To a small child, “all by myself” means achievement for independently brushing hair, tying shoes, or pouring milk into a cereal bowl. The little ponytailed-girl proclaims independence by announcing, “I did it all by myself!” A few years later, the teen says, “I knew I could drive to the mall by myself – without mom in the passenger seat.” These life moments signal their independence from us. And we, as parents, really do want this sense of independent achievement for our children – but it’s easier said than done.

We encourage our children and teens to seek independence and to move forward in confidence with what we have taught them. If the student continues to be overly dependent upon the teacher, then autonomy will never be achieved, and an unhealthy codependency will result. Think about it: do we really want to be tying our teenager’s shoes? Or checking the accuracy of our high schooler’s homework assignments? Do we really want our 30-year-old living on our couch? No. No. And no!


A crucial part of our children gaining independence requires us – as parents – to let go.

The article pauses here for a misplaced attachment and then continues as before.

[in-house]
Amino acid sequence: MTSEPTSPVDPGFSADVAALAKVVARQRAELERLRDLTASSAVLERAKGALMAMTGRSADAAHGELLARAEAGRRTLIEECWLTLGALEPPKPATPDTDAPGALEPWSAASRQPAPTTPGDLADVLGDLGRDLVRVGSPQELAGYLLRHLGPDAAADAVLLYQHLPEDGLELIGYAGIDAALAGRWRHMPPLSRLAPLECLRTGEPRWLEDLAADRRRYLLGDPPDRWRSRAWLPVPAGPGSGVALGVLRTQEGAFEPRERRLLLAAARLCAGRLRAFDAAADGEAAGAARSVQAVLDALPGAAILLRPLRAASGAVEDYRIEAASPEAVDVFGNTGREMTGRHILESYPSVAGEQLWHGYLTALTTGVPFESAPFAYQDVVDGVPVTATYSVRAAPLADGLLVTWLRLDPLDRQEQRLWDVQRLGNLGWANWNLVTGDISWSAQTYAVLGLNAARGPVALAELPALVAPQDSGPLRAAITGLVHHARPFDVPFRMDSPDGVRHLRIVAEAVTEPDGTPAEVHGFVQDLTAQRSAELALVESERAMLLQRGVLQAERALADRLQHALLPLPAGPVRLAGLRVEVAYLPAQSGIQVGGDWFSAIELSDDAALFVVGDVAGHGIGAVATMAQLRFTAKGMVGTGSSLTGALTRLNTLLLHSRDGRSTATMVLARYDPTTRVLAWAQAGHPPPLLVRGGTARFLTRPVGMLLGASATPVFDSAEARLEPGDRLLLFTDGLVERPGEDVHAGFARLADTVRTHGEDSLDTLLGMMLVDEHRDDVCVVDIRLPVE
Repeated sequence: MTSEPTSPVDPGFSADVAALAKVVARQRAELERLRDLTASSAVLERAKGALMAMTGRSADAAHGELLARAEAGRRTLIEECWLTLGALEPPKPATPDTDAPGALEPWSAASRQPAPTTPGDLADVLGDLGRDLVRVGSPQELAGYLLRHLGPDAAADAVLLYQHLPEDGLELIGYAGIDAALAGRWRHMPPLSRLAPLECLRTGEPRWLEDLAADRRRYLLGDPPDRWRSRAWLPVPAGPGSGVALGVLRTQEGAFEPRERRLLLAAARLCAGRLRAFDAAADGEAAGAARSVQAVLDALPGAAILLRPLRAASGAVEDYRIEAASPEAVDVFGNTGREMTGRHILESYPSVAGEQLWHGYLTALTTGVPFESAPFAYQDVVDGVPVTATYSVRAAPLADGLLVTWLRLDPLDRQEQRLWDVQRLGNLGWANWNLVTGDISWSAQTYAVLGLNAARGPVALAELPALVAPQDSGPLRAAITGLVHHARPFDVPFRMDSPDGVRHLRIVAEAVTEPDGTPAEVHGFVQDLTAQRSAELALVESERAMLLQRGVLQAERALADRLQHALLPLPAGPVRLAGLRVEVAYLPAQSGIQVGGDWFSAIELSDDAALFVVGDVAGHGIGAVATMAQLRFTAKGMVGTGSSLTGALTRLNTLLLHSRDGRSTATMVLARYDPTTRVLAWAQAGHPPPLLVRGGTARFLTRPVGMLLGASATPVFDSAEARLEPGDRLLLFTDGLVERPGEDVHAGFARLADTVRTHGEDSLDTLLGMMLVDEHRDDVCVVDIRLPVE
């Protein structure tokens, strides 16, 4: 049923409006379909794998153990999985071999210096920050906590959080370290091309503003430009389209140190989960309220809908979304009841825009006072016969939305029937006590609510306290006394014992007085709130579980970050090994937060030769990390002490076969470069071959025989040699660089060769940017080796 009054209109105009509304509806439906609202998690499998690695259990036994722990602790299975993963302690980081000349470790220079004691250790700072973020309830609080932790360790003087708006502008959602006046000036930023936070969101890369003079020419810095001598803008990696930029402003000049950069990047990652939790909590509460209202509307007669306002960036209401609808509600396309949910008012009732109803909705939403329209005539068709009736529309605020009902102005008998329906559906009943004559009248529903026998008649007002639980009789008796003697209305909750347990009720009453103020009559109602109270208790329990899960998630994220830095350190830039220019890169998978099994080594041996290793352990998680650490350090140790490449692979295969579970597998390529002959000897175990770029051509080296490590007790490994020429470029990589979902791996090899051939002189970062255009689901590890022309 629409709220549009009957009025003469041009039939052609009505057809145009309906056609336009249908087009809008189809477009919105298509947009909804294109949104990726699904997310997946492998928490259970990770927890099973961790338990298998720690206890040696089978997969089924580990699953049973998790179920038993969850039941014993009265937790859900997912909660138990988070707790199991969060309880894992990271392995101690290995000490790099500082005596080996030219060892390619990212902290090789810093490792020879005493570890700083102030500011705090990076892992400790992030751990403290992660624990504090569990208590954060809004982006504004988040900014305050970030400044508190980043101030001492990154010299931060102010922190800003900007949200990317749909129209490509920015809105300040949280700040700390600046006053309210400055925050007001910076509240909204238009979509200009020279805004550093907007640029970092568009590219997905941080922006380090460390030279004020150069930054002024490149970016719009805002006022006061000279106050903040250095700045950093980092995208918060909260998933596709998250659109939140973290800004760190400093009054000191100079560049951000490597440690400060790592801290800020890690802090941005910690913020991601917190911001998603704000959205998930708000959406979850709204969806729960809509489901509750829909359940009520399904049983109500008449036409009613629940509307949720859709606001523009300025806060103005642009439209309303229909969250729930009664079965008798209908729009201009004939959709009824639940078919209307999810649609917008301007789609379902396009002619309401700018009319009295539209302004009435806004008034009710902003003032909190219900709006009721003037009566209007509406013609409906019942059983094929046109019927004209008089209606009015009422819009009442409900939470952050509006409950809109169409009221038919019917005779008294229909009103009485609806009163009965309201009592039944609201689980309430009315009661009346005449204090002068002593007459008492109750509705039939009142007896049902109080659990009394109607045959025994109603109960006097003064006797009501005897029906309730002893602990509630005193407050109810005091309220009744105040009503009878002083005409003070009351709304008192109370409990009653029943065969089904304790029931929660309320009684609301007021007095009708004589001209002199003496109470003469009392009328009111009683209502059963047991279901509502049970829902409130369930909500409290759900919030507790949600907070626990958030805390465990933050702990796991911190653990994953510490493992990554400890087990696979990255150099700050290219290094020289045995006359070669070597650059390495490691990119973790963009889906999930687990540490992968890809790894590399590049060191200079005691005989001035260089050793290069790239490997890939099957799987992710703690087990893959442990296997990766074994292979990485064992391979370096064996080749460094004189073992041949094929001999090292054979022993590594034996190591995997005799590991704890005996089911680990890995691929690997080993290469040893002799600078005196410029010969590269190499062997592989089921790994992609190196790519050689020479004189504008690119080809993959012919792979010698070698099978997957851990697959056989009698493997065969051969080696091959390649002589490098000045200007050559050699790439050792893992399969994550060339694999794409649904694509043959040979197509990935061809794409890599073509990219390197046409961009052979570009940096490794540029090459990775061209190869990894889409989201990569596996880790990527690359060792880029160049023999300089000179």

So why is this so difficult to do? I think we can all agree that we want them to be self-reliant, strong, and resilient. But we often delay their independence with our actions. I’m guilty of this! I admit that sometimes, out of fear, I smothered my children and did not let them try things apart from me. Can you relate?

Each time I struggled with this concept of letting them go, a quote from an old mentor would flow back into my heart. It went something like this, “Rod, you have to help your children to be less and less dependent on you, and more and more dependent on God Himself.”

Ultimately, this is what I want for my children – independence from me, and dependence on God. Would you agree? As this year unfolds, let’s allow our children to become more independent, while we pray to our Father for His provision and protection over them in the process.